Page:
Ming Tombs (Shisanling)

The Ming tombs lie in a broad valley to the south of Tianshou Mountain (Longevity of Heaven) in Changping District, about 44 km northwest of Beijing proper. To the southwest of this valley, a branch of the Yanshan Range suddenly breaks off and forms a natural gateway to the 40-square-km basin in which the bombs were built. Thirteen out of the 16 Ming emperors as well as 23 empresses, 1 highest-ranking concubine and a dozen immolated imperial concubines were buried in this peaceful valley.

It was widely held in the Ming Dynasty (1368-1644) that although dead physically, a person's soul remained, still having human needs. Consequently, the 13 emperors' tome complexes look like imperial palaces.

Under the guidance of traditional Chinese Fengshui (geomancy), the whole process from site selection to designing of the tombs paid attention to harmony between tomb architecture and the surrounding mountains, rivers and vegetation to embody the philosophical view that man is an integral part of nature.

Of the 13 tombs, Dingling, the tomb of Emperor Wanli (reigned 1537-1619), was under archaeological excavation in 1956, and all other tomb architecture has remained intact. The Sacred Way (Shendao) in front of each tomb as well as other main architectures including the marble memorial archway, the Great Red Gate (Dahongmen), a tall square stele pavilion, Avenue of the Animals, and Dragon and Phoenix Gate (Longfengmen) are still in perfect condition. Lots of pines and cypress planted in the Ming Dynasty inside and outside the tomb complexes and flanking the Sacred Way are still growing well. The tombs for imperial concubines and eunuchs inside the mausoleum area were reclaimed as farmland during the later years of the Qing Dynasty, but the underground coffin chambers have remained intact.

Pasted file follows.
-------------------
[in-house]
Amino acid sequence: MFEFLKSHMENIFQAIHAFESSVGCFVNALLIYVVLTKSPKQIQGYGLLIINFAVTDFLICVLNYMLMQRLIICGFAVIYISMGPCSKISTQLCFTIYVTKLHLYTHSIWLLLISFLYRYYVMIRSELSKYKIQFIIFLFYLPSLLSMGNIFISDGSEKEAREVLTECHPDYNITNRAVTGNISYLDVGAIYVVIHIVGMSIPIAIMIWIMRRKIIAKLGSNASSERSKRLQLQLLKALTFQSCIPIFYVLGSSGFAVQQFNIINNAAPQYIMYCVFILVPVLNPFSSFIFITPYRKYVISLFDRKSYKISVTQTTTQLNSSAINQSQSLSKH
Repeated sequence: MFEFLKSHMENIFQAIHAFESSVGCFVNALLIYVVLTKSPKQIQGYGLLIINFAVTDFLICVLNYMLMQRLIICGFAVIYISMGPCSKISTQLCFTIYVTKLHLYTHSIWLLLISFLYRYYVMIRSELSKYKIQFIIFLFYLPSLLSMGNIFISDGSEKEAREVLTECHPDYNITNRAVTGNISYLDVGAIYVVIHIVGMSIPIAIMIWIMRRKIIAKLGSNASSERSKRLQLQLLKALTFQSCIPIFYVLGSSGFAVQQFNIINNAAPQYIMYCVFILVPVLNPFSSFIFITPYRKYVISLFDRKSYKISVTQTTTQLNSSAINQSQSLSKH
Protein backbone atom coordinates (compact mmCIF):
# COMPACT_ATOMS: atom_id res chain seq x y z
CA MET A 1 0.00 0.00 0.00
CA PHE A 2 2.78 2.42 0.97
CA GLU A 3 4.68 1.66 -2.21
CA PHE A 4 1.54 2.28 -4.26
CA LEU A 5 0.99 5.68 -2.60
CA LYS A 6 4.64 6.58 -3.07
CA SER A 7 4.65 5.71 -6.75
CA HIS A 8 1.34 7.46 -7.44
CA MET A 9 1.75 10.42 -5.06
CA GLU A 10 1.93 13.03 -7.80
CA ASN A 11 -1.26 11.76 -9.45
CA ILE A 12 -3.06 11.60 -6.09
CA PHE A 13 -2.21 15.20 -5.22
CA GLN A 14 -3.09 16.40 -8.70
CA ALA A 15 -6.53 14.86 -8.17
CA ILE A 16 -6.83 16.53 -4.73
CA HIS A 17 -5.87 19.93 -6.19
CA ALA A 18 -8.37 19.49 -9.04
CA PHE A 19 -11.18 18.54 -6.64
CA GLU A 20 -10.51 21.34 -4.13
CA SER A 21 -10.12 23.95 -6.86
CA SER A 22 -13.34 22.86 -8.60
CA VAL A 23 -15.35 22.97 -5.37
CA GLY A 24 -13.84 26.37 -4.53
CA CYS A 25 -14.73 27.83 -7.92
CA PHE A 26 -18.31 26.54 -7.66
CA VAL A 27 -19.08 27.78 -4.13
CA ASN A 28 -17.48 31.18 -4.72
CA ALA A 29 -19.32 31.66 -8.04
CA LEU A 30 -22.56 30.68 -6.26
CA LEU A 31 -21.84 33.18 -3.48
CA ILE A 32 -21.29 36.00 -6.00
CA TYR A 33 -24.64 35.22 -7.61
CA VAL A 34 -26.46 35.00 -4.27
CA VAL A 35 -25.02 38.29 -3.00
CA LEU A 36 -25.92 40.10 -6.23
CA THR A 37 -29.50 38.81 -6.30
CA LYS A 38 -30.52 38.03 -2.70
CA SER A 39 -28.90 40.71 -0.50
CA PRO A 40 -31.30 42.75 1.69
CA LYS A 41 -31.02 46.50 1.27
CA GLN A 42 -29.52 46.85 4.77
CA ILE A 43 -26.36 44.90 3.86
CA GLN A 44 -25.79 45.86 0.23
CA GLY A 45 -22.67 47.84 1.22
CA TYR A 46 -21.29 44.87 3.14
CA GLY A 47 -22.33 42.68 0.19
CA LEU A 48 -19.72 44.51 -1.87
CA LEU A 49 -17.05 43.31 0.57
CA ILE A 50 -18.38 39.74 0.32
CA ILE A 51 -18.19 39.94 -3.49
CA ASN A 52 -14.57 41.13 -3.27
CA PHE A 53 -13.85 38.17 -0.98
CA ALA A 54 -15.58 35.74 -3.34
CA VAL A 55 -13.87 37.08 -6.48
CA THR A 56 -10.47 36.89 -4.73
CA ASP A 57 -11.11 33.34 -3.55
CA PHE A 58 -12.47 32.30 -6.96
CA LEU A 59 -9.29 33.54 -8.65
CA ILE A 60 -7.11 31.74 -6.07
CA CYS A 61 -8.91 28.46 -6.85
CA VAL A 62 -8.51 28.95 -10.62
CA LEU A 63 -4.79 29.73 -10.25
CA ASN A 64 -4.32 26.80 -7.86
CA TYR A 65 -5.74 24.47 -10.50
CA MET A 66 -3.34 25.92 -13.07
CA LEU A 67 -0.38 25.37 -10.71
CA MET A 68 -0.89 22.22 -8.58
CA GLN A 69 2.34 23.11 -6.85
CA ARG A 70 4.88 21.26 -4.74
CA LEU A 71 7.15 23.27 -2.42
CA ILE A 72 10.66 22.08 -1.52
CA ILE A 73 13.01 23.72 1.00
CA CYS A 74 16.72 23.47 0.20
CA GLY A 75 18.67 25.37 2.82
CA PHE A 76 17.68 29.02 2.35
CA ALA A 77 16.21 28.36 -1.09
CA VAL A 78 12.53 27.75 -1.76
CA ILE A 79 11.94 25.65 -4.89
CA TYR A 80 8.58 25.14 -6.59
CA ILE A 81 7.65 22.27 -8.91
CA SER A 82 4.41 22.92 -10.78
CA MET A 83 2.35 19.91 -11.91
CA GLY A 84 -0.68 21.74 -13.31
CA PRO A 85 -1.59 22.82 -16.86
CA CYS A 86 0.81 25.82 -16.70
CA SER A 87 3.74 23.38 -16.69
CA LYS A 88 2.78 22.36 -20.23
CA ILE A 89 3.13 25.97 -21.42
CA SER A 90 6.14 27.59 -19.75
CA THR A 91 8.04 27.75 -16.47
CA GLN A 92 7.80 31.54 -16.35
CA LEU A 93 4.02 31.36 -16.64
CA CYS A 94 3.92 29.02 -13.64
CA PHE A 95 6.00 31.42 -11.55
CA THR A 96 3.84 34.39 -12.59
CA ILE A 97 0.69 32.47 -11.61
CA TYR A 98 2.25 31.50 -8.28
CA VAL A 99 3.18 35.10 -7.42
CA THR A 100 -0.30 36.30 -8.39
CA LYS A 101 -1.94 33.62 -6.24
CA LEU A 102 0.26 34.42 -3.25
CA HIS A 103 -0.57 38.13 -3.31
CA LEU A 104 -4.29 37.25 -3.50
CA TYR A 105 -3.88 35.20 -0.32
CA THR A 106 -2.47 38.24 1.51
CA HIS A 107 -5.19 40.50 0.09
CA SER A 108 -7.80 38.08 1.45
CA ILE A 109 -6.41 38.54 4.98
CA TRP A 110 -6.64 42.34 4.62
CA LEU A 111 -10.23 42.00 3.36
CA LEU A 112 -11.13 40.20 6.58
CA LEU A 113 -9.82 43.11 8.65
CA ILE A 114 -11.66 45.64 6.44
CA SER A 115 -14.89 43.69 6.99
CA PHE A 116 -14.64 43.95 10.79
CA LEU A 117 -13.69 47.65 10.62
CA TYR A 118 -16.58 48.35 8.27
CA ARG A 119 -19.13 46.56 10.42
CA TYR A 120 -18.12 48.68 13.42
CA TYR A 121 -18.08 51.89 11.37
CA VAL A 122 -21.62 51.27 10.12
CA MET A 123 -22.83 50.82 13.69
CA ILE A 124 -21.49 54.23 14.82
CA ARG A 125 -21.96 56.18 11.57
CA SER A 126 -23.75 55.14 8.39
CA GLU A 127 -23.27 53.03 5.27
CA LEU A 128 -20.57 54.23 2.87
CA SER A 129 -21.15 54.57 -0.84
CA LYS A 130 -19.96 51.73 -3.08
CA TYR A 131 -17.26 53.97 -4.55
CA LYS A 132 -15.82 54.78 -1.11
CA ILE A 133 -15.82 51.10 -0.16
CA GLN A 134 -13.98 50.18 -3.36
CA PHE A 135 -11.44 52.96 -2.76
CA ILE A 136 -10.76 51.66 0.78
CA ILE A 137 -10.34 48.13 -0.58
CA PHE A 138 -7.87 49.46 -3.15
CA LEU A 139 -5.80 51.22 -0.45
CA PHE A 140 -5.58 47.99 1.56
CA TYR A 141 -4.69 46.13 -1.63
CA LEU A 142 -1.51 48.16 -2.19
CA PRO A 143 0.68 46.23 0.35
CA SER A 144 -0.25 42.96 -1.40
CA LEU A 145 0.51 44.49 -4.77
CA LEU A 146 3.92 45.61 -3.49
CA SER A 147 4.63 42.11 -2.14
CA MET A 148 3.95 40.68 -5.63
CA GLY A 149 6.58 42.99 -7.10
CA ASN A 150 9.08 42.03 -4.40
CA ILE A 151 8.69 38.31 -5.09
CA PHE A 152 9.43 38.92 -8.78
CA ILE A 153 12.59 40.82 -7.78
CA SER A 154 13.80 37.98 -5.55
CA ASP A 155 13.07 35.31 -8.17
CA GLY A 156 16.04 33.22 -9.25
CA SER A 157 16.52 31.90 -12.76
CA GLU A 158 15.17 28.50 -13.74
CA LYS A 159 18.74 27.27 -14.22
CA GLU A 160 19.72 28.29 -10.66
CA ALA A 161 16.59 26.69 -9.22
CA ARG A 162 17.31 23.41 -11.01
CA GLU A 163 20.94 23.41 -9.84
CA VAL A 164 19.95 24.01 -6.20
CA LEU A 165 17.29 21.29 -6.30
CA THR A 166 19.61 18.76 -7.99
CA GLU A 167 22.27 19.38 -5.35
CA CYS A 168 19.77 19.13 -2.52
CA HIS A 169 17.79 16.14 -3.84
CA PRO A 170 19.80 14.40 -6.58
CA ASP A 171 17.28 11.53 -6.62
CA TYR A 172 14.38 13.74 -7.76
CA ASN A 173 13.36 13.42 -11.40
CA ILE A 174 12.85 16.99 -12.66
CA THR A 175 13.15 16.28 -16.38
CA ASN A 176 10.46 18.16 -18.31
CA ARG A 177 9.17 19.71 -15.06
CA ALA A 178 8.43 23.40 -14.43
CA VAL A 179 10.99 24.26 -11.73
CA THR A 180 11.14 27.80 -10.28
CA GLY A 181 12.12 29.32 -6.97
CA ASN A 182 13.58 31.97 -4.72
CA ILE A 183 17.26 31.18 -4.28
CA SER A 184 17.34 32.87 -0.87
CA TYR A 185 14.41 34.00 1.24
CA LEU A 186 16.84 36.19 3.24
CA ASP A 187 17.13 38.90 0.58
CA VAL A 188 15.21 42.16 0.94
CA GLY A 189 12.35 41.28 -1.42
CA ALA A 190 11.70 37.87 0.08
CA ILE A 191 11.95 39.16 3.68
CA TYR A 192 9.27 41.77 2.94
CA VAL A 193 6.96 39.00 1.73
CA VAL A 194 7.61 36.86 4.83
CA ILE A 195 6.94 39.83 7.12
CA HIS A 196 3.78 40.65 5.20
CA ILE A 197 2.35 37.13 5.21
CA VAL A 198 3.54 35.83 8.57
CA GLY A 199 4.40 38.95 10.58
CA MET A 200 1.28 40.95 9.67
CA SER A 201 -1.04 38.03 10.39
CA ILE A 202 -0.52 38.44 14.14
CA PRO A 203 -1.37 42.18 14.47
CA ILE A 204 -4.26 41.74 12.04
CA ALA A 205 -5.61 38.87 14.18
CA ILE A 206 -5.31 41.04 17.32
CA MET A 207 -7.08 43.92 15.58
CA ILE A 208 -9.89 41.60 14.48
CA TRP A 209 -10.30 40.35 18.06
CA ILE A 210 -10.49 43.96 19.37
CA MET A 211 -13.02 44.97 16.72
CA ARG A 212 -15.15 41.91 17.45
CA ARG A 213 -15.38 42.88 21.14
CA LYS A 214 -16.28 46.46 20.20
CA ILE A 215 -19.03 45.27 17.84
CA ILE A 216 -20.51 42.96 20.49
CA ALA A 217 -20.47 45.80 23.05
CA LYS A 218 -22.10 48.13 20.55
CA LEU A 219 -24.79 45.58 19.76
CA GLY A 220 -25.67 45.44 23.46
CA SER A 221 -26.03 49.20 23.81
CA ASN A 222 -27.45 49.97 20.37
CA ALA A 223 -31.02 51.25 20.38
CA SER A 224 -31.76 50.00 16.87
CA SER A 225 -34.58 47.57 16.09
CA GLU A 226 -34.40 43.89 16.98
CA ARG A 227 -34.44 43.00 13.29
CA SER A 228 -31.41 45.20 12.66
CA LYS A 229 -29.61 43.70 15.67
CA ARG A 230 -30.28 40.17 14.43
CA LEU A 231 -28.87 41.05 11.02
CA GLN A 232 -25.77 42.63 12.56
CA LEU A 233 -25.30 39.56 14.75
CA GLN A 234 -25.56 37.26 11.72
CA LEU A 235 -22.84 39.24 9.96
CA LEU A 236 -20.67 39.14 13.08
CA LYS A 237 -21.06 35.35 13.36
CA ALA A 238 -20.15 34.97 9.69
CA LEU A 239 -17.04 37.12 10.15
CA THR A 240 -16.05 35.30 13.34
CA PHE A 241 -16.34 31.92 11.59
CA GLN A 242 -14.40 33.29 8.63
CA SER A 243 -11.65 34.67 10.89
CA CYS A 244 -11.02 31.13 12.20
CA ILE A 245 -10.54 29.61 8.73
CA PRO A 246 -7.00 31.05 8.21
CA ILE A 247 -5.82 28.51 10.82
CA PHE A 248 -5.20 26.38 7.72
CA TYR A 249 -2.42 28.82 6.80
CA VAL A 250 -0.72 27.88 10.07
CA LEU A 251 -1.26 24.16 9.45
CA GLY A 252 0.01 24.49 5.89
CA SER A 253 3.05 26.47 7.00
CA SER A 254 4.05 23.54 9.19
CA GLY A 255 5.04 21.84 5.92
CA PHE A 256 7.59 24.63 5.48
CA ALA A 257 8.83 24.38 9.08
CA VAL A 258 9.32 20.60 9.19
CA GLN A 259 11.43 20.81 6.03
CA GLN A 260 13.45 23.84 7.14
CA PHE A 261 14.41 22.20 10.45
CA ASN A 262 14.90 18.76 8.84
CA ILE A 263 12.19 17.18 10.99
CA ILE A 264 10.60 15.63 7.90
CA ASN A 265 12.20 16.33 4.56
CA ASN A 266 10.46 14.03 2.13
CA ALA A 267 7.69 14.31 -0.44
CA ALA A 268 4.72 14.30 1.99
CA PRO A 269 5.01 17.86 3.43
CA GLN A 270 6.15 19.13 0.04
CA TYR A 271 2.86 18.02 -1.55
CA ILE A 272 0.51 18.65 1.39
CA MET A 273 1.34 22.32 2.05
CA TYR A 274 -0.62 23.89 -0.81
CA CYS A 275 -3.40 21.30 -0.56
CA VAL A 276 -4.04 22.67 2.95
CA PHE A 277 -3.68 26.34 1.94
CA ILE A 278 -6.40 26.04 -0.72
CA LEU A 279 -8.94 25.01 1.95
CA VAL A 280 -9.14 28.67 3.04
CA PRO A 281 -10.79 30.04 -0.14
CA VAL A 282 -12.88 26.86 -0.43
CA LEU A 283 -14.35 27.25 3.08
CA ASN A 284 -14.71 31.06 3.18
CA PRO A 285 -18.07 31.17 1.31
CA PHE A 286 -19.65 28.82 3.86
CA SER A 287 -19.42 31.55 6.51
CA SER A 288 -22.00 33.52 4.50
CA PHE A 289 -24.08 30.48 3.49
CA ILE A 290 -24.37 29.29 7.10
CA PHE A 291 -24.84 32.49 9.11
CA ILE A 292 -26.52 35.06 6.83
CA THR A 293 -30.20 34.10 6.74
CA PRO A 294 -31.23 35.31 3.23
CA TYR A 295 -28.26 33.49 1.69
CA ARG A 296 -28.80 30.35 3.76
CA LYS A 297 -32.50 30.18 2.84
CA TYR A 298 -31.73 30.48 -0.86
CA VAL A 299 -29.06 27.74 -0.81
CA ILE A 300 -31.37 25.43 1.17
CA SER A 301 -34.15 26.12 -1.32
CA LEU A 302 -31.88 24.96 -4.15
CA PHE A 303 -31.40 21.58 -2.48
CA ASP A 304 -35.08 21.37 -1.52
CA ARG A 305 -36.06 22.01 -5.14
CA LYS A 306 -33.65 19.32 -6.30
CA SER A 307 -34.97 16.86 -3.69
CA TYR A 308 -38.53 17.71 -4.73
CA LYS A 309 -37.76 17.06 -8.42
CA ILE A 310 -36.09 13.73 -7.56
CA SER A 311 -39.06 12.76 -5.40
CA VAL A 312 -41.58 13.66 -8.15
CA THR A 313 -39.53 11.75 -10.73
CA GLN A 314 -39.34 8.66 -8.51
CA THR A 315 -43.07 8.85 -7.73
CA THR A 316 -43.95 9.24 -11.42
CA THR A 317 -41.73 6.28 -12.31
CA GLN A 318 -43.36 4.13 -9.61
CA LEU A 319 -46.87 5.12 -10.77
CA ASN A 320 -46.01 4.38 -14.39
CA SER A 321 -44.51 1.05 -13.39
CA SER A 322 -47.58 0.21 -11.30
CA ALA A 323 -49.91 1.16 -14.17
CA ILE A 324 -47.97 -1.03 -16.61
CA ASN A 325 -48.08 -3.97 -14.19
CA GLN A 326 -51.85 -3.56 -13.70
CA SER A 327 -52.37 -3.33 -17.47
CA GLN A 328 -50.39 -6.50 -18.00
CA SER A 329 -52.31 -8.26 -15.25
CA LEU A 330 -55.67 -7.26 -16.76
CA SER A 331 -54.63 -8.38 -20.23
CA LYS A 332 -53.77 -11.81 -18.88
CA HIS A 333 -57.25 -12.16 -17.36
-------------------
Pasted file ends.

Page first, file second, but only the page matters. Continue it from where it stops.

Though varying in size and architectural complexity, these tombs are similar in general layout: the plan takes an oblong shape with a round (or oval) Precious Hall (Baocheng) at the rear. Each tomb complex starts with a stone bridge, followed by a front gate, a stele pavilion, the Gate of Eminent Favor, the Hall of Eminent Favor, a watchtower and then the Precious Hall. The layout of these Ming Tombs produced a far-reaching impact on the construction of the Dong Tombs and Xi Tombs of the Qing Dynasty.

The Ming tombs were put under protection of the Beijing municipal government in 1957.

In July 2003, the UNESCO World Heritage Committee at its 27th session officially inscribed the Xiaoling Tomb in Nanjing and Ming Tombs (Shisanling) in Beijing on the World Heritage List as assemblage of the Imperial Tombs of the Ming and Qing Dynasties.